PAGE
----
4 Invented Scents
Perfumes and scented lotions are made up of a complex bouquet of aromas derived from natural sources we will recognize and enjoy. However, sometimes perfume companies market their fragrances a little bit erroneously. Here are a few common scents that aren’t as accurate as you think.
Though you see it in many perfume pyramids, amber—fossilized tree resin used in jewelry—doesn’t actually have much of a scent. The fragrance we associate with amber is entirely manufactured, and usually involves a combination of benzoin, labdanum, and vanilla to produce a pleasant aroma reminiscent of the gemstone’s golden warmth. Real amber only produces a scent through difficult or destructive methods: when heated under the right conditions (creating oil of amber, which has a musky odor) or burnt (which smells of pinewood).
Cotton-scented perfumes and candles are popular for their clean, fresh smell, evoking thoughts of freshly washed laundry and crisp spring air. Yet the cotton plant lends little to the fragrances that bear its name; at most, the product contains a hint of cotton blossom. A cotton-scented perfume could consist of citrus, jasmine, lavender, cedar, and more, combined to accomplish a multi-faceted fresh scent. However, as a real cotton-picker reports, “fresh-picked cotton smells like sweat.”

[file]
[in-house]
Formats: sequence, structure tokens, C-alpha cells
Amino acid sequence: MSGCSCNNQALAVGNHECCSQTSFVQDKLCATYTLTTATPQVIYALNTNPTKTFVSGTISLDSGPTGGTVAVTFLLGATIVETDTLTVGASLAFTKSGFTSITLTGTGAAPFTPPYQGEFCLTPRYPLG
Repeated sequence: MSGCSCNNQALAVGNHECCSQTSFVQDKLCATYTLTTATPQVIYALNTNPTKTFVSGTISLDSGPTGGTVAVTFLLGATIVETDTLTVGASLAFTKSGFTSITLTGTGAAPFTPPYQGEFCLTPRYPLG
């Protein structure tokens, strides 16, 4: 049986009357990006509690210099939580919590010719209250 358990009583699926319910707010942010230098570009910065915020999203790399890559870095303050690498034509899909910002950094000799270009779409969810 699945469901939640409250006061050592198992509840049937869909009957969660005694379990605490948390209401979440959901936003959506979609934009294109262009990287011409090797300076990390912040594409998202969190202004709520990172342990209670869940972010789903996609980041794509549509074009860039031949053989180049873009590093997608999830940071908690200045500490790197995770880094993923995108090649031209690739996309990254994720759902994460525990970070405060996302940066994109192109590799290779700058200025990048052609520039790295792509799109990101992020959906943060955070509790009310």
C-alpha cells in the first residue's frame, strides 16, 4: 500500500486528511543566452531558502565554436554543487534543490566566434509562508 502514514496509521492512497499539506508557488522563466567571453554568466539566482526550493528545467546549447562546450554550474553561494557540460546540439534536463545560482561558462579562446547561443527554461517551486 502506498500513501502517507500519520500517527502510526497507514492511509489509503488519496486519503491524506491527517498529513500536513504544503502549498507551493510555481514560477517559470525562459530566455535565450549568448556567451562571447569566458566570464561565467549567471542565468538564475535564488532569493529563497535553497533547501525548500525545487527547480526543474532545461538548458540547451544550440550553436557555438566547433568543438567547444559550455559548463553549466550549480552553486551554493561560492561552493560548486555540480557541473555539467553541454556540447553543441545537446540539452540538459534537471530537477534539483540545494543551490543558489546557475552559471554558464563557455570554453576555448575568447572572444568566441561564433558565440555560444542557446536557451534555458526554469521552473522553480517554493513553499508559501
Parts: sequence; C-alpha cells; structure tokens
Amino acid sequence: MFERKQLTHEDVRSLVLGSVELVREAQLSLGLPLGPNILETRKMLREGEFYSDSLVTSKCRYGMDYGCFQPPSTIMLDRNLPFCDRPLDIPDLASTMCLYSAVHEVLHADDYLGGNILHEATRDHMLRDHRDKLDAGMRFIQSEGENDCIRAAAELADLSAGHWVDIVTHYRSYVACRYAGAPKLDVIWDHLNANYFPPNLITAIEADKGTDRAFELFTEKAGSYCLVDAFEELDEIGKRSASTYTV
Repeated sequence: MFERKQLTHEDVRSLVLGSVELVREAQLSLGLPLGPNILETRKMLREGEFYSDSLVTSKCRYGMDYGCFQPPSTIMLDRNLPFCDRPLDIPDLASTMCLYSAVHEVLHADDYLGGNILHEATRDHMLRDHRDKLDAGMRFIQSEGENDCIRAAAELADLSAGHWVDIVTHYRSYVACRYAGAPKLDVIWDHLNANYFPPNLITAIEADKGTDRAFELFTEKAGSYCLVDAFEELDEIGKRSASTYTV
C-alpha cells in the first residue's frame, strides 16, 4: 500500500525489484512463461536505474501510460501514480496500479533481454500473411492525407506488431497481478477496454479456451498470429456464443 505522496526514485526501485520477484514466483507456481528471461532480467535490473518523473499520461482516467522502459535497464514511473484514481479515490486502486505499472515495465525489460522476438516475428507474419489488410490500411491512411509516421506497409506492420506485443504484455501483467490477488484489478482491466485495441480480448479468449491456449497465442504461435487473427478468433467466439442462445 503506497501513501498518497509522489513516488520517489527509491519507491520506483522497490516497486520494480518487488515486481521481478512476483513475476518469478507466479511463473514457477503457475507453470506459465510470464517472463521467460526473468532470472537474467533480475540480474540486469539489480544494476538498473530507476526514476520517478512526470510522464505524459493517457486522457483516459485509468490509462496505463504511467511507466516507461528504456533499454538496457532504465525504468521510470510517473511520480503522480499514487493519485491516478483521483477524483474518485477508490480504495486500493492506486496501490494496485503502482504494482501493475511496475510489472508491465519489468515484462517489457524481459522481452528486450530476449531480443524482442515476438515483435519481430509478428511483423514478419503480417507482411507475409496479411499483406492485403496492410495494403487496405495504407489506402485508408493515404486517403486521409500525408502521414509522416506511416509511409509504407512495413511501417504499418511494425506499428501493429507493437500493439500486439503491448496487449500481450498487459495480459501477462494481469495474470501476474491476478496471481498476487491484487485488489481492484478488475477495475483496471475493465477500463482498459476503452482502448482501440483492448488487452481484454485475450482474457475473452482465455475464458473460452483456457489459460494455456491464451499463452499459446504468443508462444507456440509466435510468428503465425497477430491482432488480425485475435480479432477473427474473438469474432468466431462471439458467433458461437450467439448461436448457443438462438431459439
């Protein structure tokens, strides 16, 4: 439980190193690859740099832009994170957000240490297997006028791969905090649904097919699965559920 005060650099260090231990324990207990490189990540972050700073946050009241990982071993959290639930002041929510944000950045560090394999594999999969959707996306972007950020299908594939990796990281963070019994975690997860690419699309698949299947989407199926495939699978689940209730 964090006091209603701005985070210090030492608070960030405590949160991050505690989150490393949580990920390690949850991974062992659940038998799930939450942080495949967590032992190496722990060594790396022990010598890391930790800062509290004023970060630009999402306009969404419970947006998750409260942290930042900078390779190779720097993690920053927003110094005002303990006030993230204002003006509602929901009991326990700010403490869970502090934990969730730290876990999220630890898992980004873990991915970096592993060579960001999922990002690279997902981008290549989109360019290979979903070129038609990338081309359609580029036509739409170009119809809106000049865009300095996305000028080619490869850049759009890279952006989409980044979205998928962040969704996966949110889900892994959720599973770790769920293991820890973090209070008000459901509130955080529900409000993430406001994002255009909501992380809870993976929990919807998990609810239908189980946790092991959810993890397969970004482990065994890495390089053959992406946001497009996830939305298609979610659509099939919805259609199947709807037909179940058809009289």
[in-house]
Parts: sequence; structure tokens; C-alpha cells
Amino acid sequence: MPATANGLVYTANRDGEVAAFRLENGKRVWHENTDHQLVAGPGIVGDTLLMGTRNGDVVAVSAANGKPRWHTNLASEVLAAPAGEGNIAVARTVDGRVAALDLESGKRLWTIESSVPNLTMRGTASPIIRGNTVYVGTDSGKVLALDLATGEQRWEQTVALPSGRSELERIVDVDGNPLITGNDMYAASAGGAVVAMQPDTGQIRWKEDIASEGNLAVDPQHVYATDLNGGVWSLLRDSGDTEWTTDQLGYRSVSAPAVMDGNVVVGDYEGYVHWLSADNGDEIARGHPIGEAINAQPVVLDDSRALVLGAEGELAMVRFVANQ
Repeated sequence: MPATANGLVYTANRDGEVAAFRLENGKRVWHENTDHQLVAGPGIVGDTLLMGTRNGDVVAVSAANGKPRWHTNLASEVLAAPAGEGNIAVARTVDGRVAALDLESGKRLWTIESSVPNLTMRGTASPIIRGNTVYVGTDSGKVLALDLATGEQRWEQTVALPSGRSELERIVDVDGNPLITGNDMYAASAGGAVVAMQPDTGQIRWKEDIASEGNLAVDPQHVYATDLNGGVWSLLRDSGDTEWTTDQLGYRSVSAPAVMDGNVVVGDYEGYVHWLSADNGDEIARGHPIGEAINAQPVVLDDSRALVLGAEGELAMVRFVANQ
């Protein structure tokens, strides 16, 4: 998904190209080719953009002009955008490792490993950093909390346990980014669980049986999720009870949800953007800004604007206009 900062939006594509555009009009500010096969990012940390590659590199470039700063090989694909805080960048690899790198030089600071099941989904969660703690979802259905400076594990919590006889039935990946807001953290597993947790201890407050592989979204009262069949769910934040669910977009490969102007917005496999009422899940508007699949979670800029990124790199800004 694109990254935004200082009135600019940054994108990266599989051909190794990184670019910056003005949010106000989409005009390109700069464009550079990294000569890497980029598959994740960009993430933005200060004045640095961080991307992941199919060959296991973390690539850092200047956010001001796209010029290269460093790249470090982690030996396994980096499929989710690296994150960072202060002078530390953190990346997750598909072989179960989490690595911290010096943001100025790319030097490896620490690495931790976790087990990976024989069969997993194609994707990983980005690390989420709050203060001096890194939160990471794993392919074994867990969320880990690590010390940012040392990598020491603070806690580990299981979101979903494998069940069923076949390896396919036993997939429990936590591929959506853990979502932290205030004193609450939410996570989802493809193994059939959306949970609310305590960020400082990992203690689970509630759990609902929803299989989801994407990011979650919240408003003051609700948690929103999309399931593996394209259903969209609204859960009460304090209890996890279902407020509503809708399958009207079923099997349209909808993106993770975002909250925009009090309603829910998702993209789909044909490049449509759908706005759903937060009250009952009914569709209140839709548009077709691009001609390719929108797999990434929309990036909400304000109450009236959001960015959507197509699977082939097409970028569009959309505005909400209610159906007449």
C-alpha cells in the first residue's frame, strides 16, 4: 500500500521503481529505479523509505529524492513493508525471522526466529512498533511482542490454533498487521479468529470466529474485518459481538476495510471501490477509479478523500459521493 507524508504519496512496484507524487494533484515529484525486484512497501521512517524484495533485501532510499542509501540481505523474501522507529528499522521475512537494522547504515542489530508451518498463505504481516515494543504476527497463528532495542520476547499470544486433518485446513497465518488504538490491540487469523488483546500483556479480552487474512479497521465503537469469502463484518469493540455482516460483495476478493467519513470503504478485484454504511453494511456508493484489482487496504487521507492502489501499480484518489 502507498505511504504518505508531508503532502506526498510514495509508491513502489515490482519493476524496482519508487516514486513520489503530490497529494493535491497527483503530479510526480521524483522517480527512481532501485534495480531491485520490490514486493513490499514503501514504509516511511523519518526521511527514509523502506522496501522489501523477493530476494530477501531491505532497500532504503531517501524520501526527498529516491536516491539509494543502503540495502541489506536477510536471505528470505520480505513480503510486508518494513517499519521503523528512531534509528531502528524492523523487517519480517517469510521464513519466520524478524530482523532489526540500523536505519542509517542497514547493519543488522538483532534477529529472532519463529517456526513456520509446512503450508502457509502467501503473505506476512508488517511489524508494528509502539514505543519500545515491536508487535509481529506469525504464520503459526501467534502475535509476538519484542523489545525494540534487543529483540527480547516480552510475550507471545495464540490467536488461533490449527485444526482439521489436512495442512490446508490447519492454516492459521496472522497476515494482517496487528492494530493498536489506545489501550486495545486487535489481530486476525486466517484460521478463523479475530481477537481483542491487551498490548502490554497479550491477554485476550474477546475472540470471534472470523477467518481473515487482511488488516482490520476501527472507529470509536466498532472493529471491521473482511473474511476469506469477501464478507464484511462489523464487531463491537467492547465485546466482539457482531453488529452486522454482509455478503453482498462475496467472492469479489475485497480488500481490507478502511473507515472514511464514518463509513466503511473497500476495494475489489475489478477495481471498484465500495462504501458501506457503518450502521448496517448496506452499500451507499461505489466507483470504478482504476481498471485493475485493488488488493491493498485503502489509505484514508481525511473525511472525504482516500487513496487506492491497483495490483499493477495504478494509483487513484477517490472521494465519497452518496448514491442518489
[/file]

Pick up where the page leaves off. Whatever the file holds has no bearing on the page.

3. Brown Sugar
Brown sugar gets its hue from molasses, which is why most bakers know that the dark, soft sugar doesn’t smell as sweet as it tastes. Nobody’s out buying molasses-flavored candles to freshen up their homes, which is why perfume companies invented a replacement scent to represent brown sugar. Most brown sugar fragrances, like this one from Sephora and another from Fresh, use caramel and magnolia as their main ingredients. The combined aroma is intended to embody the taste, rather than the molasses smell, of real brown sugar.
Only astronauts can tell us what space smells like, but the rest of us can imagine it with this space-scented candle from ThinkGeek. ThinkGeek describes the candle having an “ozone-like” aroma as well as “hope for a peaceful federation.” Astronauts have described the odor of space as resembling “seared steak,” “hot metal,” “welding fumes,” and “gunpowder”—none of which sounds very appealing to complement your home décor, but intriguing. However, all of those acrid scents probably wouldn’t sell very well, so the candle does have a touch of lavender, according to ThinkGeek spokesman Steve Zimmerman.